Not for the faint-hearted

Ok, so online dating isn’t easy. For everyone who successfully finds a good match, there are many others who put their toes in the water and then quickly withdraw when it all gets too difficult. You need a thick skin to cope with rejection and the rudeness this anonymous business seems to bring out in some people.

A 60-something Canberra man told me recently about driving to Sydney for a cup of coffee with a prospective date he’d met online. It turned out she was 12 years older than she had claimed to be. How appalling to exploit a man in this way.

Yet the choice for most people is not between online dating and dating in the real world. It’s between online dating and no dating – they simply never meet eligible singles in their normal lives. So it’s worth plunging in and learning how to handle this tricky business, because it may be the only game in town.    

 It does, however, require a real time commitment, that thick skin mentioned before and clever strategies. First of all you need to choose an appropriate site. Although there are now some new dating websites catering specifically to the over 50s, most of these are too small to give you a good chance of making the right match. This is particularly true if you are seeking better-educated partners, in this case you’re much better off with the really big sites, such as RSVP, which is now attracting huge numbers of older people. Stay away from sites matching people on personality questionnaires such as eHarmony, a process which rarely works well.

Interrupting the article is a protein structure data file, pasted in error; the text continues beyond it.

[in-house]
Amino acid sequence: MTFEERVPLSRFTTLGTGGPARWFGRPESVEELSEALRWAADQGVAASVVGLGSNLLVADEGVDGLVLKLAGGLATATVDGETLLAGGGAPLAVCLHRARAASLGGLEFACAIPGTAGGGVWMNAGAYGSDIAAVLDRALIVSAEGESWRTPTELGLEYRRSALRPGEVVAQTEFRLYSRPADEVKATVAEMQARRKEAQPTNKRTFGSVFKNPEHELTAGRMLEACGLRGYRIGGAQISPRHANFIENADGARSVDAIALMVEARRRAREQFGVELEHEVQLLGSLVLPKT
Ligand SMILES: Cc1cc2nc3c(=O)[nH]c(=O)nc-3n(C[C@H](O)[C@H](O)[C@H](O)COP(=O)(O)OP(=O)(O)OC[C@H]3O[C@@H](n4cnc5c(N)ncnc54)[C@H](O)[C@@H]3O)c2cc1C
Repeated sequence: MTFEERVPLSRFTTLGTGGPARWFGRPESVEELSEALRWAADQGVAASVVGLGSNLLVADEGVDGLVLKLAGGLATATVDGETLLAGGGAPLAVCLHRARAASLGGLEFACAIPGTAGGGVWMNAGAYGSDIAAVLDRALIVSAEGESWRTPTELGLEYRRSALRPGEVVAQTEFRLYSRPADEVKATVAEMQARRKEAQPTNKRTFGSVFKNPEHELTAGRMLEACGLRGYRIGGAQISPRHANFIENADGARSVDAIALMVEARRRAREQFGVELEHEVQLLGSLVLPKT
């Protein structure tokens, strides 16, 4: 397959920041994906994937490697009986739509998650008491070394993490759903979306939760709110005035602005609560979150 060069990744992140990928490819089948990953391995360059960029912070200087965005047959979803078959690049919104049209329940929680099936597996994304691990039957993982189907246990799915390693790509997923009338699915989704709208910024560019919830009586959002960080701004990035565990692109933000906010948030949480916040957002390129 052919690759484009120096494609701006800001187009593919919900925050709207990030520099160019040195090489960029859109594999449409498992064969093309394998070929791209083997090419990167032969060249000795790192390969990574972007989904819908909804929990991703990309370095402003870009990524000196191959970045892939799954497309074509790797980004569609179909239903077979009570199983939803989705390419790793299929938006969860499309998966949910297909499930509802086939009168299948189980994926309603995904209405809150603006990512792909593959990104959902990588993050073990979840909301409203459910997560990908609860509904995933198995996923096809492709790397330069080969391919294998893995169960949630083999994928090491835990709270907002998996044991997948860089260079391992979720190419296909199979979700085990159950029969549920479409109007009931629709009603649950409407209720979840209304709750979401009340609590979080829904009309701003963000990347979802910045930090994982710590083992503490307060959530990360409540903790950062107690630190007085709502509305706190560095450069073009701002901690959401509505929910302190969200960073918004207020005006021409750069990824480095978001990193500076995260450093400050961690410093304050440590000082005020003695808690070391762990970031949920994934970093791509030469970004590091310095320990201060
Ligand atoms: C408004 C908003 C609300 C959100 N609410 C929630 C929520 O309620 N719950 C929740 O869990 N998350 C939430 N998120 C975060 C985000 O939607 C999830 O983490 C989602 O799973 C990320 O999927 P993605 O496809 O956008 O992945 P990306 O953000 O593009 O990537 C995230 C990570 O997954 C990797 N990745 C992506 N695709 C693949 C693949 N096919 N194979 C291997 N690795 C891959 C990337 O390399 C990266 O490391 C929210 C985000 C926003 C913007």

Here are some other tips:

  • You must have really flattering but natural, current photos. Get someone with a digital camera to take a bunch of shots in a few different outfits and use only the very best of them. It’s your worst not your best shot which will determine whether people contact you.  
  • Think about whom you are trying to attract. Very few women respond well to photos of a man holding up dead fish, sitting astride a huge motorbike or wearing funny hats or too few clothes. Women should resist trotting the ‘girls’ out or showing themselves glassy-eyed and clutching a wine glass – unless all they are after is a roll in the hay.
  • It helps to have a lively, interesting profile, particularly if you are an older woman facing a competitive market. The challenge is to find out what’s special about you – everyone has something which can help them stand out from the crowd. Next month I’ll explain how I help my clients find that special something.
  • Cast a wide net. Don’t be too fussy when specifying the characteristics you seek Include minimum deal-breakers – long shopping lists limit your chances.
  • Include information which may increase your attractiveness i.e. you should mention regular exercise and the fact that your children don’t live at home.
  • Be truthful – there is no point fudging what you put on your profile. The truth will emerge eventually and risks ruining your chance of a relationship.
  • Women need to be proactive, approaching men not just waiting to be noticed.

Above all, don’t give up too easily. Often people opt out after the first few knock-backs. Don’t get turned off just because your date turned out to be many kilos heavier than she claimed. Or he came on too strong making it clear he expected you to put out. Yes, there are creeps online but most people are genuine and looking for a mate. You won’t find them unless you are optimistic and persistent instead of cynical and jaded. If it was a job search and you needed employment, you wouldn’t let a few lousy interviews put you off.

Read Bettina’s bio here.

Written by Bettina Arndt